In the late 80s and early 90s, before the advent of reality television, if you wanted to watch programming about real life, you had two choices: the evening news or real-life dramas.
The latter, as their name imply, showcased stories about real people and events through live-action dramatizations. Around this time, my family habitually watched two real-life dramas: Rescue 911, which reenacted real-life emergency situations involving 911 calls, and Unsolved Mysteries.
You can only guess which one of those two I'll be talking about here.
#10: Unsolved Mysteries
Unsolved Mysteries first aired on NBC as a series of television specials before eventually becoming its own series. As its name implies, it showcased stories about real life mysteries, mostly murders and disappearances, though it also had stories about the supernatural and paranormal such as ghost and alien sightings.
These stories were reenacted through live-action dramatizations with interview segments of the people involved. At the end of each show, a hotline number was given, allowing television viewers to call in if they had any information about the mysteries shown. This was an extremely effective tactic that allowed many of the mysteries to be solved, though many more remain unsolved to this day.
This show had an extremely creepy atmosphere behind it, which was provided by two infamous elements. The first was its theme song.
Forget Twilight Zone. Forget X-Files. This is the theme song that nightmares are born from.
The song consists of little more than the same deep beats and high-pitch piano notes looped over and over again, and yet the combination of the two results in a haunting melody that seems more fitting for a slasher flick that a television drama.
Seriously. Just mute any movie like Nightmare on Elm Street or Friday the 13th and play this theme music over it. You'll get the same creepy vibe as the movie's original soundtrack.
Perhaps the creepiest aspect of this song is how the opening sounds like a car fast approaching you, and when the actual song starts off, it feels exactly like a car crashing into you. I don't know if it's just me or if that was the actual song's intent.
And clearly I wasn't the only one scared witless by this song. While searching for it on YouTube, the very first top result isn't of the actual show opening, but of a slideshow of creepy imagery set to the theme music:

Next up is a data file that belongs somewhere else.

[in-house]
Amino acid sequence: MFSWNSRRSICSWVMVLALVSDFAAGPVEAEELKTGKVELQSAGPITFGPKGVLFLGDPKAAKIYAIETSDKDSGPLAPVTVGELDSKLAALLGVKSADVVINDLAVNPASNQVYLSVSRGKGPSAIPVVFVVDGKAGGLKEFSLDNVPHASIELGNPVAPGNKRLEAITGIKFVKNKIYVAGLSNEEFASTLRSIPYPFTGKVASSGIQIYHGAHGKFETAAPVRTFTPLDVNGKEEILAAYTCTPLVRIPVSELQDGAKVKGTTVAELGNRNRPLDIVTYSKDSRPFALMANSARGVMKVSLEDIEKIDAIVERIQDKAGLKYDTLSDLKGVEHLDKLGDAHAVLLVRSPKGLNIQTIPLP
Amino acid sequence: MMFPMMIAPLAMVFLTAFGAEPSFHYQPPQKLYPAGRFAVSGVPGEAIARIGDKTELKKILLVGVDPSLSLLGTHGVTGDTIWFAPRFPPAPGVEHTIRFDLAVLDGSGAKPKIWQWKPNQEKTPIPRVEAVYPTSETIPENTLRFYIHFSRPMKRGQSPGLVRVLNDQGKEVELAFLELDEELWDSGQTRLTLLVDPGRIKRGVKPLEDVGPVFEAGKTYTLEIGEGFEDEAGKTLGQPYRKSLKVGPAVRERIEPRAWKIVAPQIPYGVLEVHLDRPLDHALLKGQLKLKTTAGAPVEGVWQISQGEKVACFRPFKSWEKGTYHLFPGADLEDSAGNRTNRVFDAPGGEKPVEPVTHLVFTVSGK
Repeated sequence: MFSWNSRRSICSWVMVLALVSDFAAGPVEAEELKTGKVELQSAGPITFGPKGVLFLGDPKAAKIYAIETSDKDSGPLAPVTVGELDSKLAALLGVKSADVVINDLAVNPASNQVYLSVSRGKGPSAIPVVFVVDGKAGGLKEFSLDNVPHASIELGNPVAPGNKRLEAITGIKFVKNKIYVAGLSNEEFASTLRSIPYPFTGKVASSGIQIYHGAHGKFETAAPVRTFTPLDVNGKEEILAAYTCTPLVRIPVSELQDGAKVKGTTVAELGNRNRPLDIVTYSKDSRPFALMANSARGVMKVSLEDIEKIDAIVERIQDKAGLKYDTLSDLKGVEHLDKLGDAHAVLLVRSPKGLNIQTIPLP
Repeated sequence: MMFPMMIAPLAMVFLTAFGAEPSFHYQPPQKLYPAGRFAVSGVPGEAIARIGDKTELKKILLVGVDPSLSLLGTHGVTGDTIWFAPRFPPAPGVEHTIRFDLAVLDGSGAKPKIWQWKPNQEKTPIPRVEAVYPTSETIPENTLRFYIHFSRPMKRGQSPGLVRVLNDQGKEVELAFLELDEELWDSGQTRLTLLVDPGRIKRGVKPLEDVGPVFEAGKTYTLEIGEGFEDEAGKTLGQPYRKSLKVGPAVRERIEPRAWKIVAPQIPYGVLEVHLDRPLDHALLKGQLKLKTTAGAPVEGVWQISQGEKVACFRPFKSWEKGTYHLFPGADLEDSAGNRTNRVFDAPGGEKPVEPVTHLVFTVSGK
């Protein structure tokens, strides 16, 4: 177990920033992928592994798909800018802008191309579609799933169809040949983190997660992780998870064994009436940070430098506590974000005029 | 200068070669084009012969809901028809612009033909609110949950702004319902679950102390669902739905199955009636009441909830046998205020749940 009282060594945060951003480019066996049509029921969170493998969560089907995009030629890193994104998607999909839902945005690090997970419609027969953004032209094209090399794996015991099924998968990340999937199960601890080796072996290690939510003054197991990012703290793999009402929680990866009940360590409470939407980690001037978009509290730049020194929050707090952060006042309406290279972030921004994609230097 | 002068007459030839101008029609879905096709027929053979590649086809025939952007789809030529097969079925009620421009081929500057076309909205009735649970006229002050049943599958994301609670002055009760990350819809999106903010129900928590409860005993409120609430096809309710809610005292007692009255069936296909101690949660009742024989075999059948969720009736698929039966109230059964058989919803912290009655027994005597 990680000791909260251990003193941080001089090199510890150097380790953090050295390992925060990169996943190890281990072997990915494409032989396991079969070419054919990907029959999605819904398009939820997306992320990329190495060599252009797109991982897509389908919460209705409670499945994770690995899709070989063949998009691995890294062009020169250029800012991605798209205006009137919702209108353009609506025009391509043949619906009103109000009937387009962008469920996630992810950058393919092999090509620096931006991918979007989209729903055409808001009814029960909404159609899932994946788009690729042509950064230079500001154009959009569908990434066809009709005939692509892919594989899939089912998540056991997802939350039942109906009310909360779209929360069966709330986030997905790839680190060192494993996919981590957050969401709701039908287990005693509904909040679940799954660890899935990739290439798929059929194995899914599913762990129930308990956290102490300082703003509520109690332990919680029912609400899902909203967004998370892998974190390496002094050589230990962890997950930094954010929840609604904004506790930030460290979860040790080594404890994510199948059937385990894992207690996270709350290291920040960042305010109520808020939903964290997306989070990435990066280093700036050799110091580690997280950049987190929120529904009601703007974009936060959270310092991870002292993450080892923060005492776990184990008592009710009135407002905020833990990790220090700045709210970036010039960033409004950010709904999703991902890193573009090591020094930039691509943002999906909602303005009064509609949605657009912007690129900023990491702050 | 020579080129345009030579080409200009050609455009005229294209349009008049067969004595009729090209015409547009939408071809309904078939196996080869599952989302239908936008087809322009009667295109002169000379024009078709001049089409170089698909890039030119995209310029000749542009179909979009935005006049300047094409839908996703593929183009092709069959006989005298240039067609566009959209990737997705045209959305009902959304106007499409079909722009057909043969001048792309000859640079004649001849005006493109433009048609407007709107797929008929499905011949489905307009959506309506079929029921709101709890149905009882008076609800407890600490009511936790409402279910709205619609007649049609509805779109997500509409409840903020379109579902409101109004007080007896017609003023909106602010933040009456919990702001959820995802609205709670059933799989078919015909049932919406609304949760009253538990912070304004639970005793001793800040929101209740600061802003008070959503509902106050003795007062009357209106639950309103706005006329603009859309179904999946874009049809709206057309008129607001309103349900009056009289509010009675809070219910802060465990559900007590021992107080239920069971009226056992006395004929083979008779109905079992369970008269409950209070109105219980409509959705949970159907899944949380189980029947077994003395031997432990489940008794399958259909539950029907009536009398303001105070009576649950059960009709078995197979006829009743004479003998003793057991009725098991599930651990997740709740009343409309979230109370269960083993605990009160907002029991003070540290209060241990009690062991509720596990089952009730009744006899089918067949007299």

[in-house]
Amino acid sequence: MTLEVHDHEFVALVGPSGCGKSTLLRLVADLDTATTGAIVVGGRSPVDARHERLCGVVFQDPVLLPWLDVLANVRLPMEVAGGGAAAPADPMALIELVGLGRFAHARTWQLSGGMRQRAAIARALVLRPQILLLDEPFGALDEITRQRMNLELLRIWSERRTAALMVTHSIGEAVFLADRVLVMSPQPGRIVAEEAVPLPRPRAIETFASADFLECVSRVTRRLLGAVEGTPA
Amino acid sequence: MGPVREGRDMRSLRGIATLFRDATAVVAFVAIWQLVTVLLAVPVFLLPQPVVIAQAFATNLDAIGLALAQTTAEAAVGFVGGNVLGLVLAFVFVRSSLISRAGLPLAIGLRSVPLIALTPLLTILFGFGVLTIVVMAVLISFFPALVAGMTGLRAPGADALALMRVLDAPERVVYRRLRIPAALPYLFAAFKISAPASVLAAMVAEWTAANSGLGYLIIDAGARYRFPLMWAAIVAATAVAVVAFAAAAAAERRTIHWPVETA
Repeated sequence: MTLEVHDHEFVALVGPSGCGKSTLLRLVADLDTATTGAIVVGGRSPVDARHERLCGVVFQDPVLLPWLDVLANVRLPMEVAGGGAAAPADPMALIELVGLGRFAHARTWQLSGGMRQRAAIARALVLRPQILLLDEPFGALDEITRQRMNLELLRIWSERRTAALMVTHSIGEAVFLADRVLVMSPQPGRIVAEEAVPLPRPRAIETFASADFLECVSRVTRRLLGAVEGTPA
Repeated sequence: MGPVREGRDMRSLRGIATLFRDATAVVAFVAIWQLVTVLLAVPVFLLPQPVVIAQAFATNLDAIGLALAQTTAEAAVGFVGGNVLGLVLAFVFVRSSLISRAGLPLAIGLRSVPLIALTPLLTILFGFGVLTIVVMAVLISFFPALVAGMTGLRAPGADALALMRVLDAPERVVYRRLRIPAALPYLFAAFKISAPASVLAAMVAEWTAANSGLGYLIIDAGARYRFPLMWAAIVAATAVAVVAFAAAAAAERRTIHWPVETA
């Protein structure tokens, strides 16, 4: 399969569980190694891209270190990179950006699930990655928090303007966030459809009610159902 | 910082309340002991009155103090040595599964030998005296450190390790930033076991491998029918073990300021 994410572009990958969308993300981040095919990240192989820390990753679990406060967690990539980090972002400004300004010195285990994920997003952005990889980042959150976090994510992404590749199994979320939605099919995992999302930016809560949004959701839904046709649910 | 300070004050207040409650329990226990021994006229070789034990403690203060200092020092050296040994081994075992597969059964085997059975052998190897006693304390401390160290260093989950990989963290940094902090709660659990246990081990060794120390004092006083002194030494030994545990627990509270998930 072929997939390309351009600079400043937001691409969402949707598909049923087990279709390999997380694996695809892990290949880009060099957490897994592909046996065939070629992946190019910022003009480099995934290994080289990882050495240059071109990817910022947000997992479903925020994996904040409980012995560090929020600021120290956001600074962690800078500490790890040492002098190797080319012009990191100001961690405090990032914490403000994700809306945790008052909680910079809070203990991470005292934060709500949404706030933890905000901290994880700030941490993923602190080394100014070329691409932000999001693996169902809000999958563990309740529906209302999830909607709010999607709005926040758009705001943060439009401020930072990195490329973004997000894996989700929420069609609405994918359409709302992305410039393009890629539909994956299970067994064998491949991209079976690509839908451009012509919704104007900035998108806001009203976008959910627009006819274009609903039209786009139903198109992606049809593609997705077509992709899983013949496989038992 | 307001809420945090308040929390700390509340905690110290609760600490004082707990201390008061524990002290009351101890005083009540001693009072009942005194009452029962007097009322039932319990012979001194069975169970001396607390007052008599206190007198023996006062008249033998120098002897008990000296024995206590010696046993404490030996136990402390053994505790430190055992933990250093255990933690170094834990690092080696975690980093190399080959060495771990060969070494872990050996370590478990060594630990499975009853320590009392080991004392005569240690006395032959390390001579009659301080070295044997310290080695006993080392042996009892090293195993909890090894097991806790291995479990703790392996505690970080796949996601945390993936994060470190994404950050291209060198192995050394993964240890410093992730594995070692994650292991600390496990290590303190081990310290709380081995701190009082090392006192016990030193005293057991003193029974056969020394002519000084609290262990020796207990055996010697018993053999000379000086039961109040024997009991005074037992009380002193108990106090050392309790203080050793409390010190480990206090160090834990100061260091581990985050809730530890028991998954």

And yet it still manages to be effective! Just read the comments and learn how most people were terrified of this music.
But you need more than creepy music to have a creepy show. It also helps to have a creepy host providing creepy narration.
Enter Robert Stack.
Aside from the nightmare-inducing theme music, Stack was the other element of the show that people remember most about it. Think of him as this show's Ron Sterling, only instead of introducing fictional scary stories, he introduced real ones, and his delivery helped set the tone for them and the entire show.
Dressed in a brown trench coat, Stack looked and sounded almost like an FBI agent, the type that investigated the supernatural for a living, like Mike and Sculley. With a serious grave expression and an ominous voice, his narration helped add to the overall creep factor of the show. And yes, his voice work has been featured in other media: most notably as Ultra Magnus in the Transformers animated movie and in Nickelodeon's Butt Ugly Martians as, fittingly enough, the host of a paranormal show.
Surprisingly enough, this show lasted for a long time, running from 1988 up until 2002, though it waxed in popularity and ratings in its later years. With the passing of Stack in 2002, the series was canceled.
The good news is that it currently airs in reruns on Lifetime. The bad news? Both the theme song and Stack segments and narration were removed and replaced. In other words, what made the show infamously creepy was stripped away from it.
Even if the show no longer maintains its creep factor, it will always remain haunting the darkest reaches of our nightmares.
How scary is it? About as scary as a drunk with Tourettes Syndrome impersonating Robert Stack himself.